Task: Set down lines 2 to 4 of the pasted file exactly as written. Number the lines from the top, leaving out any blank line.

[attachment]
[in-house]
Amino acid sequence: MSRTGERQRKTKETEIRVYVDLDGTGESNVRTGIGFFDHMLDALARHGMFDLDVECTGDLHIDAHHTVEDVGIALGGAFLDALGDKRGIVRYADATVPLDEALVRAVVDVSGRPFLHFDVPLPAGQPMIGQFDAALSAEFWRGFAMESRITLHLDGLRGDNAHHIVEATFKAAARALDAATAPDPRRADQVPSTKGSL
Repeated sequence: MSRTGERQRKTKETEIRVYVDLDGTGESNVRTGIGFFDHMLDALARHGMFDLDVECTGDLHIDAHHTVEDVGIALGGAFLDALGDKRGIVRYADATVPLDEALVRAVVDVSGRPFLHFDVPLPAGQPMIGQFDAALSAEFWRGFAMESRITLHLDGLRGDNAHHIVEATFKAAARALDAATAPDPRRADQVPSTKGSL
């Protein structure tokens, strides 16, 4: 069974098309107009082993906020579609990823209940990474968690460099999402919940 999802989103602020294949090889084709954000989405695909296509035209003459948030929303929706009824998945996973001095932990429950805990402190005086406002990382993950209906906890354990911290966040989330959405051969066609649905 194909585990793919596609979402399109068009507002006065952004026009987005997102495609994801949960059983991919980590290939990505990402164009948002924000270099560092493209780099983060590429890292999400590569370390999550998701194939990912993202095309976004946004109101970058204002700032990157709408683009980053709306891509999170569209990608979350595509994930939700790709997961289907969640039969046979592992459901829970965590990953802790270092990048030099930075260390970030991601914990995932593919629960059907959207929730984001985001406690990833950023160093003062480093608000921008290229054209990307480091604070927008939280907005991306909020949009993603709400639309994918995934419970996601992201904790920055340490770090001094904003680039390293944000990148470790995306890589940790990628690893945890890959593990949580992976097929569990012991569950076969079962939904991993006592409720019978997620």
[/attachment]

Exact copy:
Amino acid sequence: MSRTGERQRKTKETEIRVYVDLDGTGESNVRTGIGFFDHMLDALARHGMFDLDVECTGDLHIDAHHTVEDVGIALGGAFLDALGDKRGIVRYADATVPLDEALVRAVVDVSGRPFLHFDVPLPAGQPMIGQFDAALSAEFWRGFAMESRITLHLDGLRGDNAHHIVEATFKAAARALDAATAPDPRRADQVPSTKGSL
Repeated sequence: MSRTGERQRKTKETEIRVYVDLDGTGESNVRTGIGFFDHMLDALARHGMFDLDVECTGDLHIDAHHTVEDVGIALGGAFLDALGDKRGIVRYADATVPLDEALVRAVVDVSGRPFLHFDVPLPAGQPMIGQFDAALSAEFWRGFAMESRITLHLDGLRGDNAHHIVEATFKAAARALDAATAPDPRRADQVPSTKGSL
């Protein structure tokens, strides 16, 4: 069974098309107009082993906020579609990823209940990474968690460099999402919940 999802989103602020294949090889084709954000989405695909296509035209003459948030929303929706009824998945996973001095932990429950805990402190005086406002990382993950209906906890354990911290966040989330959405051969066609649905 194909585990793919596609979402399109068009507002006065952004026009987005997102495609994801949960059983991919980590290939990505990402164009948002924000270099560092493209780099983060590429890292999400590569370390999550998701194939990912993202095309976004946004109101970058204002700032990157709408683009980053709306891509999170569209990608979350595509994930939700790709997961289907969640039969046979592992459901829970965590990953802790270092990048030099930075260390970030991601914990995932593919629960059907959207929730984001985001406690990833950023160093003062480093608000921008290229054209990307480091604070927008939280907005991306909020949009993603709400639309994918995934419970996601992201904790920055340490770090001094904003680039390293944000990148470790995306890589940790990628690893945890890959593990949580992976097929569990012991569950076969079962939904991993006592409720019978997620």